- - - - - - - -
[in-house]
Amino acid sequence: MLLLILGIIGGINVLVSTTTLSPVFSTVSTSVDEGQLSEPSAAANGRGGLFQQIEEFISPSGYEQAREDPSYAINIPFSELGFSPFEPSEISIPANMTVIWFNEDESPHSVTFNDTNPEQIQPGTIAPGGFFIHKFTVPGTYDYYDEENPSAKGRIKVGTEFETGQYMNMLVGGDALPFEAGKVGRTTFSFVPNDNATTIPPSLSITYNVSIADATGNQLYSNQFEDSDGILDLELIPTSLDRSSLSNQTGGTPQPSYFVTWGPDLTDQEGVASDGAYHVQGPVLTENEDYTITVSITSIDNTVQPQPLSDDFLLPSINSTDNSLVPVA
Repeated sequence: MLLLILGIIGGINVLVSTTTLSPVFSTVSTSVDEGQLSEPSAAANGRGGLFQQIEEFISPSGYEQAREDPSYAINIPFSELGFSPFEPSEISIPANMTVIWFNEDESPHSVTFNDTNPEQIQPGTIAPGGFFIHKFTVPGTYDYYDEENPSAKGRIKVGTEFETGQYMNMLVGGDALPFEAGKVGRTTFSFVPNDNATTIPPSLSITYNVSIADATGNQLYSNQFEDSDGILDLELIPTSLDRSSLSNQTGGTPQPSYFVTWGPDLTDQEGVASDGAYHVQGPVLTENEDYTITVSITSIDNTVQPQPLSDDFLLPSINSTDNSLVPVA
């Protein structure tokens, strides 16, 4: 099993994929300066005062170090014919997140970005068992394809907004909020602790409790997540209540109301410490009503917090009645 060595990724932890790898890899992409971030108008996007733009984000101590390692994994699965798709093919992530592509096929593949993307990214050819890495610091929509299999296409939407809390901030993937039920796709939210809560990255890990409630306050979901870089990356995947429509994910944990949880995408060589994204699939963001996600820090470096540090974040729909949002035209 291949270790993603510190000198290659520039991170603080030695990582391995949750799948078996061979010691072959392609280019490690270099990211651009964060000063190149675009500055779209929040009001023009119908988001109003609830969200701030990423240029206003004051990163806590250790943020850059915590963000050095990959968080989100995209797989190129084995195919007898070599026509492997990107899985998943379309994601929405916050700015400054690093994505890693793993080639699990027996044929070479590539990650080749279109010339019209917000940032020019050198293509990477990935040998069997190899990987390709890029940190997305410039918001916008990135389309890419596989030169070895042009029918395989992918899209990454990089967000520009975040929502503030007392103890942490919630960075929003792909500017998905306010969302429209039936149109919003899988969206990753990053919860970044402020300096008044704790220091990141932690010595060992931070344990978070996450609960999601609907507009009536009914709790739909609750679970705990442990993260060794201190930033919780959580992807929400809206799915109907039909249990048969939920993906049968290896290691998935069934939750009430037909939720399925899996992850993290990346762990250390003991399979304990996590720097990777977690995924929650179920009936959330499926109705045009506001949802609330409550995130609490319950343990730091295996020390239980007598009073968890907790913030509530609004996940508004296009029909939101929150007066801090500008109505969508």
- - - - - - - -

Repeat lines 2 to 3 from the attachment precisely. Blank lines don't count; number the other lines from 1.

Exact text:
Amino acid sequence: MLLLILGIIGGINVLVSTTTLSPVFSTVSTSVDEGQLSEPSAAANGRGGLFQQIEEFISPSGYEQAREDPSYAINIPFSELGFSPFEPSEISIPANMTVIWFNEDESPHSVTFNDTNPEQIQPGTIAPGGFFIHKFTVPGTYDYYDEENPSAKGRIKVGTEFETGQYMNMLVGGDALPFEAGKVGRTTFSFVPNDNATTIPPSLSITYNVSIADATGNQLYSNQFEDSDGILDLELIPTSLDRSSLSNQTGGTPQPSYFVTWGPDLTDQEGVASDGAYHVQGPVLTENEDYTITVSITSIDNTVQPQPLSDDFLLPSINSTDNSLVPVA
Repeated sequence: MLLLILGIIGGINVLVSTTTLSPVFSTVSTSVDEGQLSEPSAAANGRGGLFQQIEEFISPSGYEQAREDPSYAINIPFSELGFSPFEPSEISIPANMTVIWFNEDESPHSVTFNDTNPEQIQPGTIAPGGFFIHKFTVPGTYDYYDEENPSAKGRIKVGTEFETGQYMNMLVGGDALPFEAGKVGRTTFSFVPNDNATTIPPSLSITYNVSIADATGNQLYSNQFEDSDGILDLELIPTSLDRSSLSNQTGGTPQPSYFVTWGPDLTDQEGVASDGAYHVQGPVLTENEDYTITVSITSIDNTVQPQPLSDDFLLPSINSTDNSLVPVA